"Earthquakes are known to cluster, both is space and in time," Holdsworth said, pointing to recent quakes over 8.0 in or near Peru, Indonesia, China and Chile. "There was a similar cluster spanning the period 1957-64, which included around the Ring of Fire - the three biggest earthquakes on record," he said.
The Ring of Fire reaches from Indonesia to the coast of Chile in a 40,000 km arc of nearly daily seismic violence around the Pacific rim.

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Colourful birds hardest hit at Chernobyl

Brightly coloured birds have been some of the hardest hit by radioactive fallout from the Chernobyl nuclear disaster, say ecologists.
High levels of radiation have also been found to have a particularly harmful effect on species that lay large eggs, or migrate long distances, say the researchers in the latest Journal of Applied Ecology.

"The research shows that the effect [of radiation] on birds is much stronger than previously thought – the open question is why it took 20 year before anybody bothered to look," said Anders Møller of the Pierre and Marie Curie University in Paris, France.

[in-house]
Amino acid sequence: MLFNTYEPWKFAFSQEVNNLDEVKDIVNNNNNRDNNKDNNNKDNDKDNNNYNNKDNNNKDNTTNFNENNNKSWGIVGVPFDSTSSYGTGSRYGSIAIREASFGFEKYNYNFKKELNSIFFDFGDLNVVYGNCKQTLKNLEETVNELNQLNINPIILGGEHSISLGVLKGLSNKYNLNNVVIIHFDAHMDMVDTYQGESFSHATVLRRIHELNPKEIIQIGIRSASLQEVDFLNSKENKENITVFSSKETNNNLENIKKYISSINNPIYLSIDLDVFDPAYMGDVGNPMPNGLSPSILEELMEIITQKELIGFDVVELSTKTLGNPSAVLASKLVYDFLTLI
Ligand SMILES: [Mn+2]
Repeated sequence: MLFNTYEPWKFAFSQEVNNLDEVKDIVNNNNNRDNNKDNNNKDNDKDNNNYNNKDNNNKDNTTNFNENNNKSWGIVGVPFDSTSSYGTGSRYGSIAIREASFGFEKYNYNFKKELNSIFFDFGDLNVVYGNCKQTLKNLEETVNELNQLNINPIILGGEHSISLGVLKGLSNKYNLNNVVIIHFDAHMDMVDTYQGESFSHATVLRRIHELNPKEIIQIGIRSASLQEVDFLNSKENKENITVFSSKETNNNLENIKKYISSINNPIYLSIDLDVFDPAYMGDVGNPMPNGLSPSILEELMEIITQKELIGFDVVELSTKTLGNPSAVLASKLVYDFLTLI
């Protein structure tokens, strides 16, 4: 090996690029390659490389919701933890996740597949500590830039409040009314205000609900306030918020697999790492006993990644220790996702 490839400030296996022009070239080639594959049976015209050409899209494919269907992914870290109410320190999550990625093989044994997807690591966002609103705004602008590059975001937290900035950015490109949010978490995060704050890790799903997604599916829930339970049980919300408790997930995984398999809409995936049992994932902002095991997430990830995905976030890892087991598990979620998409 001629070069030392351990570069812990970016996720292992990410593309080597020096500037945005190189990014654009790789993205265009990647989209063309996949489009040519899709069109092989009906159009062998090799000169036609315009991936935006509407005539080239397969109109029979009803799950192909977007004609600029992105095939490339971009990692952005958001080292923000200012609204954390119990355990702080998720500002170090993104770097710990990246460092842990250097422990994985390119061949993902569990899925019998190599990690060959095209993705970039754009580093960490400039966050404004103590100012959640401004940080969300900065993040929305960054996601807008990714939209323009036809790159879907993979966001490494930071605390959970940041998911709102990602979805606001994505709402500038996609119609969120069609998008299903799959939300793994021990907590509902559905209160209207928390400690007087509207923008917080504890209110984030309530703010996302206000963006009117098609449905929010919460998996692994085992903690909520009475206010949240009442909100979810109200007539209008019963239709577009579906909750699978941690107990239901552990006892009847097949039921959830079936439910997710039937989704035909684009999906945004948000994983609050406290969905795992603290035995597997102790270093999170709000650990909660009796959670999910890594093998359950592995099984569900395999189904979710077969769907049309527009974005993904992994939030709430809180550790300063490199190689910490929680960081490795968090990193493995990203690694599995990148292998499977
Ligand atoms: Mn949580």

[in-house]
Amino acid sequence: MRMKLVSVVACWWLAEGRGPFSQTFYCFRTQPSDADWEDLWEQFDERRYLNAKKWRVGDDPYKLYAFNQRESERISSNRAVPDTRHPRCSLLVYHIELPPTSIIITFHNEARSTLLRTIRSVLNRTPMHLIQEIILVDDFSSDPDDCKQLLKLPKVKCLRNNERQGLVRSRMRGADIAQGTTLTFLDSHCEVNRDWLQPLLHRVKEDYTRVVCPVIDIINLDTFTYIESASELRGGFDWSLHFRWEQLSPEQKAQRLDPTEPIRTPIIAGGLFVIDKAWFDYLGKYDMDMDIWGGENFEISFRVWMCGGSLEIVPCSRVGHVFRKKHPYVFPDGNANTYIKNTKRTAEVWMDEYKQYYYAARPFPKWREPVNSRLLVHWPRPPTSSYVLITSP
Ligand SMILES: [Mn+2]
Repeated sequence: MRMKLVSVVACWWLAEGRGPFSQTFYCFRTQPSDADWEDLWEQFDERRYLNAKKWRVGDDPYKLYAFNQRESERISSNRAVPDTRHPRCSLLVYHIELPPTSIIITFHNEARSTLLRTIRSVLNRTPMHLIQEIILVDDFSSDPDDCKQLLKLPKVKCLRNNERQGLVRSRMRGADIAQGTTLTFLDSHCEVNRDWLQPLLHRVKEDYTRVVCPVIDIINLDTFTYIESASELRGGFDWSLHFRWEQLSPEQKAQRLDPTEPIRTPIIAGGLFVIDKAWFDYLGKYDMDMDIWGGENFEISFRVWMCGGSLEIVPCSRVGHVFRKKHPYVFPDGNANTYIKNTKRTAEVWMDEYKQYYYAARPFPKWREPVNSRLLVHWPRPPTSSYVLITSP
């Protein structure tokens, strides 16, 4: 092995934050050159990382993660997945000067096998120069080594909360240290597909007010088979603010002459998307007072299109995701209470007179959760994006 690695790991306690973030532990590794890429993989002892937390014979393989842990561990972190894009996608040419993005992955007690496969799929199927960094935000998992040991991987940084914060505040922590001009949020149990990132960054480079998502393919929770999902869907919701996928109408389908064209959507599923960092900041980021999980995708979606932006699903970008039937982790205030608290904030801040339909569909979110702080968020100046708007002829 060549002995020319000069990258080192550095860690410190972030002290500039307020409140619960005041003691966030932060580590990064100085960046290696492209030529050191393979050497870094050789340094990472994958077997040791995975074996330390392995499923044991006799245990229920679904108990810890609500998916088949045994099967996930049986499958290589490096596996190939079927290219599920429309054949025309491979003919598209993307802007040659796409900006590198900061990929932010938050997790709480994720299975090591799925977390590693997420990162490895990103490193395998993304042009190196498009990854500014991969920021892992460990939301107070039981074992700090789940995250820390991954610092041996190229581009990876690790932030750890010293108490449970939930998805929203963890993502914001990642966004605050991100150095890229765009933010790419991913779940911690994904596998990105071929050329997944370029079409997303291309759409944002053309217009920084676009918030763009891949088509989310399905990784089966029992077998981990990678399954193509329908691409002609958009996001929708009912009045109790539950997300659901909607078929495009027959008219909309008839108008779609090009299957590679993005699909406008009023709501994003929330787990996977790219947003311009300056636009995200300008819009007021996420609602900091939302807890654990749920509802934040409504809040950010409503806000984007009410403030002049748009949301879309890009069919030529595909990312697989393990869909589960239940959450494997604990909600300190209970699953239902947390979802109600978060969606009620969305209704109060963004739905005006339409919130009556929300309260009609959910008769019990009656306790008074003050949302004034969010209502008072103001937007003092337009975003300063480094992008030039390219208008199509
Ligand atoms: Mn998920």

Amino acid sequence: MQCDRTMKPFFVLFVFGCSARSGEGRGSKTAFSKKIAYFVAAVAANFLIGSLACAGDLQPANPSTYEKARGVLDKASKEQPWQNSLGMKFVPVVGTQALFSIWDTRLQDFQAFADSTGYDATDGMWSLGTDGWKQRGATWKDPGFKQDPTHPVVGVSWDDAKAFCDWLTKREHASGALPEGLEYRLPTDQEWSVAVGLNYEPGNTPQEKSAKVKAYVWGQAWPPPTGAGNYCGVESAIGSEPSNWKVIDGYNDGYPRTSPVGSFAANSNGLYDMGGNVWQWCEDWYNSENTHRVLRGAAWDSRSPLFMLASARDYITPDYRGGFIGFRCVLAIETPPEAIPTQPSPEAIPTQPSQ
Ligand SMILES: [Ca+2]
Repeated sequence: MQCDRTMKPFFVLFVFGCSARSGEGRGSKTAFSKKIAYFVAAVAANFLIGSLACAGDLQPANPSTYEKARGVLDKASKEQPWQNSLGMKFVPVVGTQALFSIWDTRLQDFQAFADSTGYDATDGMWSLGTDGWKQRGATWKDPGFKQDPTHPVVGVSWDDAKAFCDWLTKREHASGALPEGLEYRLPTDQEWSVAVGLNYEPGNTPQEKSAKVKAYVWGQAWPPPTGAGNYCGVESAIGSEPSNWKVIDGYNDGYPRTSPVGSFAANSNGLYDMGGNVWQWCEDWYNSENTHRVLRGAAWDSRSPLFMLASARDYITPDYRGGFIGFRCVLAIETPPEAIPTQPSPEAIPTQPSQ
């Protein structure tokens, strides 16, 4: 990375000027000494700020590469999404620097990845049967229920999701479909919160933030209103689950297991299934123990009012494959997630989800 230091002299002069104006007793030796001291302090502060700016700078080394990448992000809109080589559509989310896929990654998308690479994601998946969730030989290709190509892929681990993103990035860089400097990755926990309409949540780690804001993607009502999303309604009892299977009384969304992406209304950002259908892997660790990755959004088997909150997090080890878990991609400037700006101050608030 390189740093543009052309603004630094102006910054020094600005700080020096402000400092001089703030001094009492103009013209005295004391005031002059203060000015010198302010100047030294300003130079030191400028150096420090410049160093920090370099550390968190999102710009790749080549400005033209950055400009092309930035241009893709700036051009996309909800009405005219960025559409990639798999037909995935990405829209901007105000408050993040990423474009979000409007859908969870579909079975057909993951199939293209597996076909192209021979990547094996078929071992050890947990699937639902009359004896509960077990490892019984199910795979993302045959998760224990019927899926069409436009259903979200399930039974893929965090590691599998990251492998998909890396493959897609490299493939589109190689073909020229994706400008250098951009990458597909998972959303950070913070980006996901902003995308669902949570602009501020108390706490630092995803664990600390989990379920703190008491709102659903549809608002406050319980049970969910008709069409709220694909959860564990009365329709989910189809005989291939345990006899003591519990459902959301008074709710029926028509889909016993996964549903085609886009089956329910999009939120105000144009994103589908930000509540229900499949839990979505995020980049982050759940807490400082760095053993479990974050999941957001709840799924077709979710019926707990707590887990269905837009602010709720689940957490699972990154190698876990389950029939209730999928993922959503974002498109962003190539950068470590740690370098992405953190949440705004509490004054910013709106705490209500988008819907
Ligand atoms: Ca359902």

Free radicals

Formerly part of the USSR, the northern Ukraine city became the site of the world's worst nuclear accident when a reactor exploded in 1986. A plume of radioactive debris drifted over much of Europe and the Western Soviet union, resulting in the evacuation of 336,000 people.

Møller and co-author Timothy Mousseau of the University of South Carolina in Columbia, U.S., looked at 1,570 birds from 57 different species in and around Chernobyl, to examine the effect of radiation on local birdlife. The pair found that brightly coloured birds, whose red, yellow and orange plumage are coloured with carotenoid pigments, declined more than other species.
Antioxidant chemicals – such as carotenoids and the vitamins A and E – are the key, they argue.

Our bodies synthesise or collect these chemicals from food and use them to neutralise damaging free radicals, which are highly reactive metabolic by-products. Antioxidants also play a role in stimulating the immune system.